The World Machine is the second volume Piero Boitani devotes to the way in which the sciences and the arts interact when it comes to modern consideration of the stars and the cosmos (the first, also published in English by Nova Science Publishers, is entitled Looking Upwards: Stars in Ancient and Medieval Cultures). This is not a history of astronomy or astrophysics, but the story – arranged in chronological order – of how humans have reacted to fundamental changes in astronomy by means of poetry, narrative, painting, architecture, and music over the last five hundred years. This time, the story is basically European (and American), as all the relevant scientific discoveries were made in Europe, and it is the European imaginaire that dominates world culture (non-European images of the universe are dealt with in Looking Upwards). The historical development of this image and of the ideas that contribute to its formation is rather complex and diversified, but two major turning points are clearly identifiable – one lies between the sixteenth and seventeenth century, and one at the very beginning of the twentieth century. Concerning the former, the observation of the sky was revolutionized by the telescope. Galileo, Kepler and Newton could thus base their new models of the universe on much more precise experiences, and mathematics became the new language of astronomy. The cosmos increasingly tended to be viewed as a “machine,” a mechanism like a clock (hence the book’s title). Between the end of the nineteenth and the beginning of the twentieth century the second scientific revolution took place. The instruments became so refined that they began to detect increasingly remote objects, and the phenomena found in the sky, as well as their behavior, no longer fully responded to Newtonian laws. New theories – relativity and quantum mechanics – were elaborated, the mathematics needed for them becoming much more difficult for the layman, and the whole structure of matter, with the discovery of the atom, its constituent parts, and its particles was gradually uncovered. Things reached a critical moment with Heisenberg’s and Hubble’s formulation of, respectively, the “uncertainty principle” and of the increasing speed at which galaxies recede from us the further they are – and finally with the conflict between relativity and quantum theories.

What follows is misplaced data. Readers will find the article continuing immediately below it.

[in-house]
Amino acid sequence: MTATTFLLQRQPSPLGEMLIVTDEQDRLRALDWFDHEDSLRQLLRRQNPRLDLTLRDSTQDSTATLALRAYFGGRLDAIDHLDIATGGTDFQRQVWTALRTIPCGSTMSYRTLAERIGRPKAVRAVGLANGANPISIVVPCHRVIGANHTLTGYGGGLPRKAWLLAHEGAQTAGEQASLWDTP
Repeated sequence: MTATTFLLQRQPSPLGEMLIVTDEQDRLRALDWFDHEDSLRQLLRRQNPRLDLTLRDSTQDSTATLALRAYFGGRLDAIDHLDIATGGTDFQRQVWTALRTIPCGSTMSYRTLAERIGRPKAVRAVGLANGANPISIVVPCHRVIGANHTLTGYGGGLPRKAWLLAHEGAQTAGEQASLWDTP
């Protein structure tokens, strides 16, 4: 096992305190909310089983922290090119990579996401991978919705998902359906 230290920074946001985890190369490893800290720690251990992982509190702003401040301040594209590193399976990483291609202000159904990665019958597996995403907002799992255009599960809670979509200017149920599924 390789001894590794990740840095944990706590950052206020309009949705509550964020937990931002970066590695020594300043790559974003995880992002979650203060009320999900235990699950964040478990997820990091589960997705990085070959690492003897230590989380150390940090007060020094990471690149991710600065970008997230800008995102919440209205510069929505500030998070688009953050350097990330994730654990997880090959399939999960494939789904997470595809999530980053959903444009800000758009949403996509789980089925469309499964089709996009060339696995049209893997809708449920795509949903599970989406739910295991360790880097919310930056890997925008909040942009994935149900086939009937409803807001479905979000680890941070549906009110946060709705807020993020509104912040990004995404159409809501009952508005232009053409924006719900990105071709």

Some recent poets (notably in South America) and many painters and musicians in Europe and North America have tried to describe this new cosmos, but the same happened after the first scientific revolution. In short, The Machine of the World recounts an exciting adventure whose protagonists are the likes of Tasso and Milton, Goethe and Wallace Stevens, Canaletto and Friedrich, Verdi and Puccini, Van Gogh and Schoenberg, Joyce and Thomas Mann. (Nova)